Many of my engineering colleagues are surprised to hear that I have a bachelor’s degree in philosophy. Those on my team with STEM degrees often tell me it’s an advantage to have a non-STEM degree. But the path to becoming a DevOps Engineer wasn’t a short one, and I made mistakes along the way. Many reach out to learn how I navigated the bizarre path from philosophy degree to DevOps Engineer. This article will shed some light on how I did it. In short, it was a little bit of luck, significant family support, and a lot of hard work and patience. But first, a story.
Photo by Clemens van Lay on Unsplash
I was working at Oracle as a Cloud Engineer when my manager asked if I could do some recruiting at UCSD, my alma mater. When I arrived, the line to enter the UCSD Tech Job Fair was long. I met with such a diverse range of students. Some handed me a resume with a 4.0 Computer Science GPA but couldn’t communicate a coherent thought and others that couldn’t output “hello world” in any programming language.
But I remember one student in particular. She was a non-STEM major with some interesting technical projects. When she handed me her resume I could tell she was self-conscious, worried about how I might perceive her skillset or lack thereof. Before I could even ask a question she began defending her resume. I said, “Hey, I get you”. When I told her that I graduated from UCSD in philosophy her eyes lit up. We later connected on LinkedIn. I gave her some advice and encouraged her to continue.
Photo by Jukan Tateisi on Unsplash
I graduated from UCSD with an undergraduate degree in philosophy. Honestly, I had no idea what I was doing. I majored in philosophy as a double major so that I could continue my work with this Voter Registration Organization that I helped start called SOVAC. Upon reflection adding a philosophy major to continue working on SOVAC was a ridiculous reason to stay an extra year in college. My dedication to my student org was getting in the way of my future. When I graduated I realized I had no marketable skills. Luckily, right before I graduated I was awarded a National Science Foundation (NSF) grant to work on a passion project.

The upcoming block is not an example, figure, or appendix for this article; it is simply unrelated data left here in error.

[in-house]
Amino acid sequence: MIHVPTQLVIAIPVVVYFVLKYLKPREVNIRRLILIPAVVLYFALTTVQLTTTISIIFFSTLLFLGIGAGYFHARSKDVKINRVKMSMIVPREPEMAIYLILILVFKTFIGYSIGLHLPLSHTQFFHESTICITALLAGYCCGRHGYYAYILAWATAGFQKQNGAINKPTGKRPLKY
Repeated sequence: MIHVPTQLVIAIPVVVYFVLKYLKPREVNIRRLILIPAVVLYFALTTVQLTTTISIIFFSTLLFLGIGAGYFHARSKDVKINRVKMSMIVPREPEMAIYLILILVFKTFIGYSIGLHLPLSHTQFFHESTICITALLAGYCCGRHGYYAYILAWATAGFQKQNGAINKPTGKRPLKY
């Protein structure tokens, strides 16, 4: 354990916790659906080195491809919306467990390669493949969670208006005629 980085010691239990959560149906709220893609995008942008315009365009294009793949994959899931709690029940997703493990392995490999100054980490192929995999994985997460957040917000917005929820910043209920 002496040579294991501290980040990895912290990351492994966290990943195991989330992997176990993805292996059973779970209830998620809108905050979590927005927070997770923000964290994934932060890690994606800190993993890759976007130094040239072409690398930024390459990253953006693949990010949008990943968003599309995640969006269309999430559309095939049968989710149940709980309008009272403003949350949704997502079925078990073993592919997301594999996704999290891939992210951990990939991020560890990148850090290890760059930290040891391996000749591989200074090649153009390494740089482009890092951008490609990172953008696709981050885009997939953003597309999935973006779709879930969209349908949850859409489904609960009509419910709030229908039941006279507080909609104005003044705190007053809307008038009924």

The NSF grant gave me just enough money to survive, but I knew it wouldn’t last. The grant snowballed into a company I started with one of my friends from college. We built an online polling service and signed a paying customer, The San Diego Union-Tribune. Having an idea, turning an idea into a product, and selling it to a paying customer flipped a switch. I knew there was something here. I caught the tech bug.
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Companies that incorporate DevOps practices get more done. It is as simple as that. The technical benefits include continuous delivery, easier management, easier to manage, and faster problem solving. In addition to this, there are cultural benefits like more productive teams, better employee engagement, and better development opportunities.
With these wide ranging benefits, it comes as no surprise that the future looks eminent for companies using DevOps practices. The market looks good too. According to Markets and Markets,
DevOps market size was at $2.9 Billion in 2017 and is expected to reach $10.31 Billion by 2023. The CAGR expected to be exhibited by the market is 7%.
This growth is due to the added business benefits of faster feature delivery, much more stable operating environments, improved collaboration, better communication, and more time to innovate rather than fix or maintain.
The DevOps ecosystem is riddled with industry leaders such as CA Technologies, Atlassian, Microsoft, XebiaLabs, CollabNet, Rachspace, Perforce, and Clarive among others. With the industry leaders adopting this culture, it is only a matter of time before DevOps becomes the standard practice of integrating development and operations to ensure a smoother workflow.
If you have decided to restructure your workflow using the more efficient DevOps architecture, you will need to hire the best DevOps engineers that the market has to offer. Here, we will discuss the various aspects that need to be evaluated in order to estimate the proficiency of the developer that you intend to hire.
According to “Enterprise DevOps Skills” Report, there are 7 skill spheres that are most important when it comes to DevOps engineers. The list includes automation skills, process skills, soft skills, functional knowledge, specific automation, business skills, and specific certifications. However, we have gone one step further to include 11 specific skill sets needed for a DevOps engineer. This is not an exhaustive list, this is an unavoidable list.
Configuration management DevOps tools like Chef, Ansible, and Puppet have based their architecture on the Linux master nodes. For infrastructure automation, having Linux experience is crucial.
10 CRUCIAL DEVOPS TOOLS